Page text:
En EspaŅol

Q. Who is Mr. Smarty Plants?

A: There are those who suspect Wildflower Center volunteers are the culpable and capable culprits. Yet, others think staff members play some, albeit small, role. You can torture us with your plant questions, but we will never reveal the Green Guru's secret identity.

Help us grow by giving to the Plant Database Fund or by becoming a member

Did you know you can access the Native Plant Information Network with your web-enabled smartphone?

Share

Ask Mr. Smarty Plants

Ask Mr. Smarty Plants is a free service provided by the staff and volunteers at the Lady Bird Johnson Wildflower Center.

Search Smarty Plants
    
 
See a list of all Smarty Plants questions
Can't find the answer in our existing FAQs, submit a question to Mr. Smarty Plants.
Need help with plant identification, visit the plant identification page.
 
rate this answer
Not Yet Rated

Tuesday - September 30, 2008

From: Seven Valleys, PA
Region: Mid-Atlantic
Topic: Shrubs
Title: Toxic trees and shrubs in Pennsylvania
Answered by: Nan Hampton

QUESTION:

I have a long property edge that I have been gradually transforming from a former cattle pasture into a hedgerow of native trees and shrubs. Cattle still graze on the other side. Are there any toxic central PA native shrubs/trees I should be avoiding?

ANSWER:

If you do a COMBINATION SEARCH in our Native Plant Database, you can find a list of the native trees and/or shrubs of Pennsylvania by selecting Pennsylvania from the "Select State or Province" option and then choosing 'Tree' or 'Shrub' from the "Habit (general appearance)" option.  You can then search for the plant's botanical (Latin) name in the University of Pennsylvania's Poisonous Plants database.  For instance, the leaves of  Acer rubrum (red maple) are toxic to horses and the sprouts, leaves and seed of Aesculus spp. [Aesculus flava (yellow buckeye) and Aesculus glabra (Ohio buckeye)] are poisonous to livestock.  As well as the University of Pennsylvania's Poisonous Plants database, there are also the Cornell University Plants Poisonous to Livestock, the Canadian Poisonous Plants Information System, the Poisonous Plants of North Carolina and the Texas Toxic Plants databases that you can check your plants against.

 

 

 

More Shrubs Questions

Identification of shrub with red berries in Kentucky
January 14, 2012 - I live in Laurel CO, KY. I am trying to identify a shrub/tree. The leaves are green and may turn reddish orange. There are huge pods of red berries hanging.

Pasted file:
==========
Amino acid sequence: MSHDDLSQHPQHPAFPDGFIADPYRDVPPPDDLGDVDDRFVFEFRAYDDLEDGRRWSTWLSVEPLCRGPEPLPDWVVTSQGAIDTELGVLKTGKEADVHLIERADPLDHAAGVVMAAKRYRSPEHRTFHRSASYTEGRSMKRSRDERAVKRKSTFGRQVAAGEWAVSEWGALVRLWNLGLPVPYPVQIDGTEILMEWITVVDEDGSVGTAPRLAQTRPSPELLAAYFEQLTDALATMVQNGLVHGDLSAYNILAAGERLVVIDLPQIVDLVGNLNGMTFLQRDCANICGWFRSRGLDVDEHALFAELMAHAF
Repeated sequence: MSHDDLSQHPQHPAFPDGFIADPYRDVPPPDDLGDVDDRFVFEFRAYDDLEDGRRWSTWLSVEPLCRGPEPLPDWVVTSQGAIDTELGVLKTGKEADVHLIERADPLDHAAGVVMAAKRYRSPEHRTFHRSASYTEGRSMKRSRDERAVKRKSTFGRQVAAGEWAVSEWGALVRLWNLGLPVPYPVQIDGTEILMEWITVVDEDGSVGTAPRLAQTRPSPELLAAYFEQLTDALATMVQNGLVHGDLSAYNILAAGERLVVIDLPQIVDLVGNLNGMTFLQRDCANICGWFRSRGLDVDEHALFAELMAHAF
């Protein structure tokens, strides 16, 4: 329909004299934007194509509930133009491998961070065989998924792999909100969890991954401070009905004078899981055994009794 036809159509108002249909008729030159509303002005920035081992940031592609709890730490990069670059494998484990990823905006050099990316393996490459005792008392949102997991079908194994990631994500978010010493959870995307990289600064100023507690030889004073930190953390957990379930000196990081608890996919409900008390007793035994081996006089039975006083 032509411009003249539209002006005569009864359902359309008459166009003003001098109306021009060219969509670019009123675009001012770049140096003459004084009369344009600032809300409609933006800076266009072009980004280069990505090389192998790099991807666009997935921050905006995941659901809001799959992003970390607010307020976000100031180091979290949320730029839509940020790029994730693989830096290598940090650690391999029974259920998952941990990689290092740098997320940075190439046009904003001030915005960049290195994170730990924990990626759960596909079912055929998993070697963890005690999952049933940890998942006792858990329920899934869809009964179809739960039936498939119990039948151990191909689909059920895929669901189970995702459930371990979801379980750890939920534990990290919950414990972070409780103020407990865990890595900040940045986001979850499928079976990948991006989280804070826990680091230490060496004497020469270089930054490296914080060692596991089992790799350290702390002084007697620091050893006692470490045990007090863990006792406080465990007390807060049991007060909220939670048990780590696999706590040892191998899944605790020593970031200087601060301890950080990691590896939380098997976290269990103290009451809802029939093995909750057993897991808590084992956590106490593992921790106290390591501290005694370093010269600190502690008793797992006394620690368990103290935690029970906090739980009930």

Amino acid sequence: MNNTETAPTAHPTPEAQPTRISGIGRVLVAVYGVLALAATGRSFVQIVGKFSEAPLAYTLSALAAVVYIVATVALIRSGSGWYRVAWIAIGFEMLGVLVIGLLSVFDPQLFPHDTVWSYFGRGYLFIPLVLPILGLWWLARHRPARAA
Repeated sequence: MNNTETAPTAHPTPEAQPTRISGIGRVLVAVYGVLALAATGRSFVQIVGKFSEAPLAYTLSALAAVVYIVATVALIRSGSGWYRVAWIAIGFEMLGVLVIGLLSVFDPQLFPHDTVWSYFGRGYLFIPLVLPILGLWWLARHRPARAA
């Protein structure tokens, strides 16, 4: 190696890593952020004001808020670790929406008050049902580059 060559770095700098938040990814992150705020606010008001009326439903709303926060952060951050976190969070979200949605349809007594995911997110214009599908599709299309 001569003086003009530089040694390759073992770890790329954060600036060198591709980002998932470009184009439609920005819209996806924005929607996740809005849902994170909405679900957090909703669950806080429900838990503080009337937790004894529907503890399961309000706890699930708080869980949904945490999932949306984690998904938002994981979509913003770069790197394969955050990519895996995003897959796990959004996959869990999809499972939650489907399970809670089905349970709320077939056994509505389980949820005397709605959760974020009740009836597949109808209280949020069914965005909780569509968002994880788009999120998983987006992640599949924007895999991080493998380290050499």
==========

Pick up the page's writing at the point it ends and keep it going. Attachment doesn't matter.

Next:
view the full question and answer

Selecting a tree for a backyard in San Antonio, TX
May 11, 2013 - Hello Mr. Smarty Plants, I recently moved into a home in West San Antonio right outside Loop 1604..my treeless backyard is fairly small at about 55 ft long and 15 ft wide. I am torn because I can't ...
view the full question and answer

Sprout from a non-native sago palm in Poinciana FL
October 16, 2013 - I have two mature (10 years old)sago palms. One of them sprouted a new "head' at the top of the trunk. It is competing with the original one. It is not a pup coming from the root area. Can I cut it ...
view the full question and answer

Decline ot Heartleaf rosemallow from Austin
March 26, 2012 - My tulipan del monte -a new small plant from the wildflower center--did great all winter and was forming a new flower bud, just died in a matter of a few days. It looks like it "dried up", no visib...
view the full question and answer

Shrubs and trees over septic tank in Killen AL
May 20, 2013 - Our church has 5year old blue rug juniper, a crape myrtle and two shrubs I can't identify planted over the septic tank which is surrounded with concrete and asphalt. I am afraid these will cause a pr...
view the full question and answer

Smarty Plants's Facebook profile Support the Wildflower Center by Donating Online or Becoming a Member today.

Mr. Smarty Plants wants you to be his Facebook friend. Click the Facebook icon to add yourself to Mr. Smarty Plants list of friends.
E-NEWSLETTER | BECOME A MEMBER | DONATE NOW | MEDIA | SITEMAP | STAFF
© 2015 Lady Bird Johnson Wildflower Center